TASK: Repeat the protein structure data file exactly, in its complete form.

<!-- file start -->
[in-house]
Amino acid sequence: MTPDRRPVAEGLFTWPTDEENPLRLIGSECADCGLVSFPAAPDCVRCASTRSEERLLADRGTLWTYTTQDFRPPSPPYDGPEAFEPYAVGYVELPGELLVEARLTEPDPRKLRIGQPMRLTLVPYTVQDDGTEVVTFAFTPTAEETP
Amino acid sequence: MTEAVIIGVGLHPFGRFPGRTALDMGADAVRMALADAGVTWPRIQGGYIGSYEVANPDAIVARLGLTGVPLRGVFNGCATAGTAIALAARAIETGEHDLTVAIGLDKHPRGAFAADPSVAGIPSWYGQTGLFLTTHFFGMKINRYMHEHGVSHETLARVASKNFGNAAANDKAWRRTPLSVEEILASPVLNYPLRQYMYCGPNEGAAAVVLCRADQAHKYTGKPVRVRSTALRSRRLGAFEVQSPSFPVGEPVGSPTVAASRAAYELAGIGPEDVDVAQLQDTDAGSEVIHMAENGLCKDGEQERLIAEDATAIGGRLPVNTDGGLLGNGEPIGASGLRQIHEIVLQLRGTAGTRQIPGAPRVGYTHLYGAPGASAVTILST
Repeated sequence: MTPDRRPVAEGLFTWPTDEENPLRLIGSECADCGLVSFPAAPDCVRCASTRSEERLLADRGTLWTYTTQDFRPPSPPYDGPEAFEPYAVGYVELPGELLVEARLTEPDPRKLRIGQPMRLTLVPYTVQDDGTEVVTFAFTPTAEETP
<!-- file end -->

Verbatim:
[in-house]
Amino acid sequence: MTPDRRPVAEGLFTWPTDEENPLRLIGSECADCGLVSFPAAPDCVRCASTRSEERLLADRGTLWTYTTQDFRPPSPPYDGPEAFEPYAVGYVELPGELLVEARLTEPDPRKLRIGQPMRLTLVPYTVQDDGTEVVTFAFTPTAEETP
Amino acid sequence: MTEAVIIGVGLHPFGRFPGRTALDMGADAVRMALADAGVTWPRIQGGYIGSYEVANPDAIVARLGLTGVPLRGVFNGCATAGTAIALAARAIETGEHDLTVAIGLDKHPRGAFAADPSVAGIPSWYGQTGLFLTTHFFGMKINRYMHEHGVSHETLARVASKNFGNAAANDKAWRRTPLSVEEILASPVLNYPLRQYMYCGPNEGAAAVVLCRADQAHKYTGKPVRVRSTALRSRRLGAFEVQSPSFPVGEPVGSPTVAASRAAYELAGIGPEDVDVAQLQDTDAGSEVIHMAENGLCKDGEQERLIAEDATAIGGRLPVNTDGGLLGNGEPIGASGLRQIHEIVLQLRGTAGTRQIPGAPRVGYTHLYGAPGASAVTILST
Repeated sequence: MTPDRRPVAEGLFTWPTDEENPLRLIGSECADCGLVSFPAAPDCVRCASTRSEERLLADRGTLWTYTTQDFRPPSPPYDGPEAFEPYAVGYVELPGELLVEARLTEPDPRKLRIGQPMRLTLVPYTVQDDGTEVVTFAFTPTAEETP